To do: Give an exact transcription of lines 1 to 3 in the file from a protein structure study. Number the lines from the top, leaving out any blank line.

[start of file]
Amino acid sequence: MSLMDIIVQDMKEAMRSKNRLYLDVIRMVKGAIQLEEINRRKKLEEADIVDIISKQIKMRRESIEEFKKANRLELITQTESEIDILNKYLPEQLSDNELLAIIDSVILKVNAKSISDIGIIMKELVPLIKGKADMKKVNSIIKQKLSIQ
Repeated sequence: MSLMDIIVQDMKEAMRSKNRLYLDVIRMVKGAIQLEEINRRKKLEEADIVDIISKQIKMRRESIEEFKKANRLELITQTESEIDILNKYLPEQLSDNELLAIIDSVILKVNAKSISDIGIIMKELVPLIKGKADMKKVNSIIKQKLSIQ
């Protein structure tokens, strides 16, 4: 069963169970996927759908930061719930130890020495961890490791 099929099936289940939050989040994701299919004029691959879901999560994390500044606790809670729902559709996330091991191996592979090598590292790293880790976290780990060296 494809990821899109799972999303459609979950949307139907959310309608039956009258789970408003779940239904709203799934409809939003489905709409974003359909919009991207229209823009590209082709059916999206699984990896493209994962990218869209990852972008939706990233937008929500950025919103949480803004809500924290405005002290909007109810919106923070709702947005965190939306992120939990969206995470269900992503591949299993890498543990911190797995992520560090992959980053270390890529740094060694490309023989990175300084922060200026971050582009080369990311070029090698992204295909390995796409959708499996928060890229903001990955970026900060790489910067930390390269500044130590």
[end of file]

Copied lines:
Amino acid sequence: MSLMDIIVQDMKEAMRSKNRLYLDVIRMVKGAIQLEEINRRKKLEEADIVDIISKQIKMRRESIEEFKKANRLELITQTESEIDILNKYLPEQLSDNELLAIIDSVILKVNAKSISDIGIIMKELVPLIKGKADMKKVNSIIKQKLSIQ
Repeated sequence: MSLMDIIVQDMKEAMRSKNRLYLDVIRMVKGAIQLEEINRRKKLEEADIVDIISKQIKMRRESIEEFKKANRLELITQTESEIDILNKYLPEQLSDNELLAIIDSVILKVNAKSISDIGIIMKELVPLIKGKADMKKVNSIIKQKLSIQ
């Protein structure tokens, strides 16, 4: 069963169970996927759908930061719930130890020495961890490791 099929099936289940939050989040994701299919004029691959879901999560994390500044606790809670729902559709996330091991191996592979090598590292790293880790976290780990060296 494809990821899109799972999303459609979950949307139907959310309608039956009258789970408003779940239904709203799934409809939003489905709409974003359909919009991207229209823009590209082709059916999206699984990896493209994962990218869209990852972008939706990233937008929500950025919103949480803004809500924290405005002290909007109810919106923070709702947005965190939306992120939990969206995470269900992503591949299993890498543990911190797995992520560090992959980053270390890529740094060694490309023989990175300084922060200026971050582009080369990311070029090698992204295909390995796409959708499996928060890229903001990955970026900060790489910067930390390269500044130590």